This exhibition does not present these projects in full detail, but rather offers the necessary clues for them to be considered in the light of this theory of territory, of this auxiliary process which, may or may not be evident at the end, but which was always profoundly present at the origin. This exhibition is concerned, ultimately, with João Luís Carrilho da Graça’s tradition, in the purest etymological sense of the term: with what it delivers and with the legacy it offers.
Marta Sequeira and Susana Rato, curators
(This text is an adaptation of the text on the leaflet for the exhibition Carrilho da Graça : Lisbon, presented in the South Garage gallery - Architecture Exhibition of the Belém Cultural Centre from 22nd September 2015 to 14th February 2016)
João Luís Carrilho da Graça (Portalegre, 1952) received a degree in architecture from the Lisbon School of Fine Arts in 1977, the year he began his professional activity.
He was nominated and/or selected for the Mies van der Rohe European Prize in Architecture (1990, 1992, 1994, 1996, 2009, 2011, 2013 and 2015), and has received a number of awards. These include: the Secil Prize for Architecture (1994) awarded for the College of Communication and Media Studies; the Valmor Prize (1998) and the FAD Prize (1999) for the Knowledge of the Seas Pavilion; the Valmor Prize (2008) for the Lisbon School of Music; the Piranesi Prix de Rome (2010) for the musealization of the Praça Nova archaeological site of St. George’s Castle; the Frate-Sole European Prize for Sacred Architecture (2012) for the Church of Santo António in Portalegre; and the AIT Award 2012 – Transportation (2012) the Carpinteira Pedestrian Bridge. He has also won various awards for his entire oeuvre, such as: International Art Critics’ Award (1992), Order of Merit of the Portuguese Republic (1999), Pessoa Prize (2008), Chevalier des Arts et des Lettres from the French Republic (2010), the Medal of the Académie d’Architecture of France (2012) and the RIBA International Fellowship (2015).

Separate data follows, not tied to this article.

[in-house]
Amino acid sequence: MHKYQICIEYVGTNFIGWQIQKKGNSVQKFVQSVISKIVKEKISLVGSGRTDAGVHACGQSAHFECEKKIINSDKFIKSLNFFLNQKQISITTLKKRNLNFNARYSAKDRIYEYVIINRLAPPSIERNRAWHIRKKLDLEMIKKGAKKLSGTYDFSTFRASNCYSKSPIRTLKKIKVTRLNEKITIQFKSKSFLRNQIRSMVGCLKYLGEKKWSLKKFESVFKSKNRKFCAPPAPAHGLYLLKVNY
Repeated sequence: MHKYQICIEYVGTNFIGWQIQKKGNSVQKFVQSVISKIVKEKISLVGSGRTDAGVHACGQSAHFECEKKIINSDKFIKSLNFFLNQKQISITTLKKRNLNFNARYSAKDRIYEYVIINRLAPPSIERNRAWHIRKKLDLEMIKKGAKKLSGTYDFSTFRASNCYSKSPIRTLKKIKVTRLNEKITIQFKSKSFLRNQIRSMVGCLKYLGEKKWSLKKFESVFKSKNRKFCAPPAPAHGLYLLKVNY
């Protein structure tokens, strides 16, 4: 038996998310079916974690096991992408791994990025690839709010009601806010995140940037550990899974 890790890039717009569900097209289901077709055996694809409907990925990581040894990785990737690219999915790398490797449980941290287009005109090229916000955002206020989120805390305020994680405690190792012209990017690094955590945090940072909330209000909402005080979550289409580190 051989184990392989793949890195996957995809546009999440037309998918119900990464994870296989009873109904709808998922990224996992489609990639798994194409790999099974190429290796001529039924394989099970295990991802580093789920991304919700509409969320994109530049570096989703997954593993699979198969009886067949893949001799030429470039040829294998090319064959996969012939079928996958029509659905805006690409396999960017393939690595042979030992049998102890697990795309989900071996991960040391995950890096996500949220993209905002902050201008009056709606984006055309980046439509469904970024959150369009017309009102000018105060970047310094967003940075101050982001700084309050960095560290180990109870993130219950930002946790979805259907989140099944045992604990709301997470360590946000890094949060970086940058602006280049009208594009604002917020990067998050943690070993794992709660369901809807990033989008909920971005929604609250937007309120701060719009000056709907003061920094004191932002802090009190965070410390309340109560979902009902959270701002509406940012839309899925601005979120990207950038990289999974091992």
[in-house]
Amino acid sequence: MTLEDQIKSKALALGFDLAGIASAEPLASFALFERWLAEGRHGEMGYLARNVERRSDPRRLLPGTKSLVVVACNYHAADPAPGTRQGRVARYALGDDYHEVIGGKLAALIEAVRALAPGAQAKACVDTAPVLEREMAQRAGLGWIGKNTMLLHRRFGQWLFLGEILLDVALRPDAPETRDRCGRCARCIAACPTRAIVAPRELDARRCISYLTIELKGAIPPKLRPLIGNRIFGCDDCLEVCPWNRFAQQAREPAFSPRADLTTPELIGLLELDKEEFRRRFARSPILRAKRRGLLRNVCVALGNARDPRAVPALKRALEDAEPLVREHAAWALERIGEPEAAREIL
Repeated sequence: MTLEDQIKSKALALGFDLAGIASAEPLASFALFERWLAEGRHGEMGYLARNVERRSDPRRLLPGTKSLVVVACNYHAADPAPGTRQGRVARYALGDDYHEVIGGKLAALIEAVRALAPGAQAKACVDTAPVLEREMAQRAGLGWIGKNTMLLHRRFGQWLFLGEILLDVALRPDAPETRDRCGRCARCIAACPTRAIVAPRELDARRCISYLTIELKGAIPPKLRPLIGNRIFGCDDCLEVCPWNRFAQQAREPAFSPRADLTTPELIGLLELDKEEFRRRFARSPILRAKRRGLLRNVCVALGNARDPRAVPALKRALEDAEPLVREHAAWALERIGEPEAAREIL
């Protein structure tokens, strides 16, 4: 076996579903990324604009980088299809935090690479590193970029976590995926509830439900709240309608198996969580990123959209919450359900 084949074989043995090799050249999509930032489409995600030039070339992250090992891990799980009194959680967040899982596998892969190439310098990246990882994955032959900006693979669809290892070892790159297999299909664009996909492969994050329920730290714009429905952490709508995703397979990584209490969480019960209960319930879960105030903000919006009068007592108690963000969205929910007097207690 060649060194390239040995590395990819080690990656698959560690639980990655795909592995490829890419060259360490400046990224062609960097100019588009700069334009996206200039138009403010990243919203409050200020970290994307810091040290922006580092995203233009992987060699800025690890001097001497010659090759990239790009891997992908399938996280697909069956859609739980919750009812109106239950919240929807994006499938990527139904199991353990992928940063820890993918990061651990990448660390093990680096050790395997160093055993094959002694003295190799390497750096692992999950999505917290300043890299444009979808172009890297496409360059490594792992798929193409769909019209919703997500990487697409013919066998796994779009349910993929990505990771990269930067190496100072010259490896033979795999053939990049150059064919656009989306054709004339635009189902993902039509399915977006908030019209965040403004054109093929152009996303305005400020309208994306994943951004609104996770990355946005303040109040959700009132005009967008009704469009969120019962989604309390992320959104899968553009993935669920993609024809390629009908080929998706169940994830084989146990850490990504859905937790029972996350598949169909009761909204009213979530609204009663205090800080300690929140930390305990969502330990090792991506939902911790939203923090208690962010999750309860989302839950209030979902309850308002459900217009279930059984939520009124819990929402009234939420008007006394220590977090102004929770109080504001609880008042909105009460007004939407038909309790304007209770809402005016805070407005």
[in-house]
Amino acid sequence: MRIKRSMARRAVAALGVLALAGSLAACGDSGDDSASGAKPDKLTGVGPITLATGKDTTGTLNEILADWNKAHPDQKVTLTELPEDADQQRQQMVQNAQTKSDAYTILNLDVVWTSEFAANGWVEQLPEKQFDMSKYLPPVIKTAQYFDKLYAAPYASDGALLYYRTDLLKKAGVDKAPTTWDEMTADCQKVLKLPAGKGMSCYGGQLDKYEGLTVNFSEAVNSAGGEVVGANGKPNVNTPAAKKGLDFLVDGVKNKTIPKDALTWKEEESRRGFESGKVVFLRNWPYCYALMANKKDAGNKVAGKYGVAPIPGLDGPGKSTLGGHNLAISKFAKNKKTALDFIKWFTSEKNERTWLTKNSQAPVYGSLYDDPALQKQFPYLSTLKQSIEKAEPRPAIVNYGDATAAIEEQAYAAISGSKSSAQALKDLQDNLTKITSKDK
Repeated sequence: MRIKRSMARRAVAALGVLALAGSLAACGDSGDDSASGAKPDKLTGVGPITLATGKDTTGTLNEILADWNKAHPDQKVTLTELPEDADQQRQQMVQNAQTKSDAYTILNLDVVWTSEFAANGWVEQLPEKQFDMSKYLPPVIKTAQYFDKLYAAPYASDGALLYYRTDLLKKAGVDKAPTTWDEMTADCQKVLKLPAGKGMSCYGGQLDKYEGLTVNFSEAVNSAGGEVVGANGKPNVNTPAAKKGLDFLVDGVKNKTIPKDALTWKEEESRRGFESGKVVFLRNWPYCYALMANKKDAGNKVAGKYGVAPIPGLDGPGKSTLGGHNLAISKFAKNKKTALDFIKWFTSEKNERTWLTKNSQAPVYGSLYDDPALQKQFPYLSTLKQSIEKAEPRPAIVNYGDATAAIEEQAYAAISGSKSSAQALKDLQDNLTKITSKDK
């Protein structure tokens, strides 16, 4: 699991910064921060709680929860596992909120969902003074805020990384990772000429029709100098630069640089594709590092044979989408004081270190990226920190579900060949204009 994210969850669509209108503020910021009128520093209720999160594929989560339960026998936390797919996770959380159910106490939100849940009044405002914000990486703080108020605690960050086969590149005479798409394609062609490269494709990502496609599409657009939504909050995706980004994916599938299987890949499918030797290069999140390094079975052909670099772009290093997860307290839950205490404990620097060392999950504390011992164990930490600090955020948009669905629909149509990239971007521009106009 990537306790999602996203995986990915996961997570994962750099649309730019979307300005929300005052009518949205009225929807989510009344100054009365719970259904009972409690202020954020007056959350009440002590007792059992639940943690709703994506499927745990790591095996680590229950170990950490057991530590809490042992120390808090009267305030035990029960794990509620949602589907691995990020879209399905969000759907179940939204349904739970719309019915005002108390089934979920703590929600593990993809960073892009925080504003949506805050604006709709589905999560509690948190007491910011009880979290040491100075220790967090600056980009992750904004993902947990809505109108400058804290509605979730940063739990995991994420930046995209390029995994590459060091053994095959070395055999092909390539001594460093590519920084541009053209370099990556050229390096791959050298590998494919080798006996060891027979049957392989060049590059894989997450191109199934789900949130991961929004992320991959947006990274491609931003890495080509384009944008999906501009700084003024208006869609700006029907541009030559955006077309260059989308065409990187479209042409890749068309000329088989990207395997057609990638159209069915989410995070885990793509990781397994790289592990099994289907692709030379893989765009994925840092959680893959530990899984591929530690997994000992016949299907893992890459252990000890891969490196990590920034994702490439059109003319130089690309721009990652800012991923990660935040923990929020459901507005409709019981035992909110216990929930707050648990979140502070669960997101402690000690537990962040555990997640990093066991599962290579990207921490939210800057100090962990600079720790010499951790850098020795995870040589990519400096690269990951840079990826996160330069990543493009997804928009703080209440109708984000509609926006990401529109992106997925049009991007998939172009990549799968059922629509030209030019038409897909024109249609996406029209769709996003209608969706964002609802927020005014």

As far as his teaching career is concerned, he was Assistant Lecturer at the Lisbon School of Fine Arts (1977-1992), later becoming Full Professor at the Autonomous University of Lisbon (2001-2010) and University of Évora (2005-2013). He coordinated the departments of Architecture in both institutions until 2010, and was responsible for the creation of the Doctorate in Architecture at the latter institution, which he also directed (2011-2013). He was Visiting Professor at the Escuela Técnica Superior de Arquitectura de la Universidad de Navarra (2005, 2007, 2010 and 2014) and at the College of Architecture, Art, and Planning of Cornell University, in New York (2015). Since 2014, he has been Full Professor at the School of Architecture, University of Lisbon. He has also been invited to seminars and conferences in various international universities and institutions.
In 2013, he received an Honorary Doctorate degree from the School of Architecture, University of Lisbon.
Marta Sequeira and Susana Rato
João Luís Carrilho da Graça, Susana Rato and Marta Sequeira
João Cruz, Filipe Louraço and Fábio Azevedo
Paulo Barreto (coordination), Filipe Louraço, Margarida Belo, Cristina Reis, Vincenzo Buongiorno, João Centeno, João Aragão, Pedro Quendera, António Carrilho da Graça, João Cruz, Diana Ledo, Teresa Hagatong, Mariana Bacelar e Mariana Salvador
Atelier Pedro Falcão
Daniel Duarte Pereira
Delfim Sardo, Inês Lobo, João Favila, João Trindade, João Gomes da Silva, José Aguiar, Julião Sarmento, Pedro Domingos, Francisco Freire, Victor Beiramar Diniz, Filipe Homem, Luís Cordeiro and Paula Miranda
And to the collaborators who worked on the twelve exhibited projects
Anne Demoustier, Carlos Pereira, Charbel Saad, Diana Ledo, Fábio Azevedo, Filipe Homem, Filipe Louraço, Flavio Barbini, Francisco Freire, Frederique Petit, Giulia de Appolonia, Helena Lopes, Gonçalo Baptista, Inês Cortesão, Inês Lobo, Isac Coimbra, Joana Malitzki, João Jesus, José Pedro Bonito, João Manuel Alves, João Rosário, João Trindade, José Maria Assis, Julieta Cunha, Luís Barros, Luís Cordeiro, Luís Gonçalves, Maria João Barbini, Maria João Silva, Mariana Salvador, Miguel Casal Ribeiro, Miguel Costa, Mónica Margarido, Monica Ravazzolo, Nadir Bonaccorso, Nuno Castro Caldas, Nuno Matos, Nuno Pinho, Nuno Pinto, Nuno Ravara, Paula Miranda, Pauline Chauvet, Paulo Barreto, Paulo Costa, Pedro Abreu Pereira, Pedro Domingos, Pedro Gadanho, Pedro Ricciardi, Pedro Teixeira de Melo, Simão Botelho, Susana Rato, Tanya Zein, Telmo Cruz, Teresa Hagatong, Tiago Castela, Vanda Neto, Vasco Melo, Victor Beiramar Diniz, Yutaka Shiki